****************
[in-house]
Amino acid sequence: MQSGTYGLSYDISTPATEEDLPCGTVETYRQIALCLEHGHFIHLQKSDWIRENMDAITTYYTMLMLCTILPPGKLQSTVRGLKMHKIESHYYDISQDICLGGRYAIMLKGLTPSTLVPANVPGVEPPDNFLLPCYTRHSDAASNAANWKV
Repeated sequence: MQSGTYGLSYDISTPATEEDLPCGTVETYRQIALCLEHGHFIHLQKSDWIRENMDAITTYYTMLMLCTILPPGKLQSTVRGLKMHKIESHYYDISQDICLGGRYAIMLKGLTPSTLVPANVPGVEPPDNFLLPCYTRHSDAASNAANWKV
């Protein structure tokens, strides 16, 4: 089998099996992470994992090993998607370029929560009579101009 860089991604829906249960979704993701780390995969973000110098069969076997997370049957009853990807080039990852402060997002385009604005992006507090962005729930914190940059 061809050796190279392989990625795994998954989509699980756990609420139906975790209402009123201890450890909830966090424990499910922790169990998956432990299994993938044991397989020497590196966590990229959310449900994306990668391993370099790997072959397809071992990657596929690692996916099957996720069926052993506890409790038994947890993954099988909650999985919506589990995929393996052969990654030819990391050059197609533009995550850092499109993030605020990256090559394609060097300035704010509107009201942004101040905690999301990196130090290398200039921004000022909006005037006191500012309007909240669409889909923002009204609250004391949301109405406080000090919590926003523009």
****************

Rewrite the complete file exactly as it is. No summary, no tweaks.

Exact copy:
[in-house]
Amino acid sequence: MQSGTYGLSYDISTPATEEDLPCGTVETYRQIALCLEHGHFIHLQKSDWIRENMDAITTYYTMLMLCTILPPGKLQSTVRGLKMHKIESHYYDISQDICLGGRYAIMLKGLTPSTLVPANVPGVEPPDNFLLPCYTRHSDAASNAANWKV
Repeated sequence: MQSGTYGLSYDISTPATEEDLPCGTVETYRQIALCLEHGHFIHLQKSDWIRENMDAITTYYTMLMLCTILPPGKLQSTVRGLKMHKIESHYYDISQDICLGGRYAIMLKGLTPSTLVPANVPGVEPPDNFLLPCYTRHSDAASNAANWKV
């Protein structure tokens, strides 16, 4: 089998099996992470994992090993998607370029929560009579101009 860089991604829906249960979704993701780390995969973000110098069969076997997370049957009853990807080039990852402060997002385009604005992006507090962005729930914190940059 061809050796190279392989990625795994998954989509699980756990609420139906975790209402009123201890450890909830966090424990499910922790169990998956432990299994993938044991397989020497590196966590990229959310449900994306990668391993370099790997072959397809071992990657596929690692996916099957996720069926052993506890409790038994947890993954099988909650999985919506589990995929393996052969990654030819990391050059197609533009995550850092499109993030605020990256090559394609060097300035704010509107009201942004101040905690999301990196130090290398200039921004000022909006005037006191500012309007909240669409889909923002009204609250004391949301109405406080000090919590926003523009």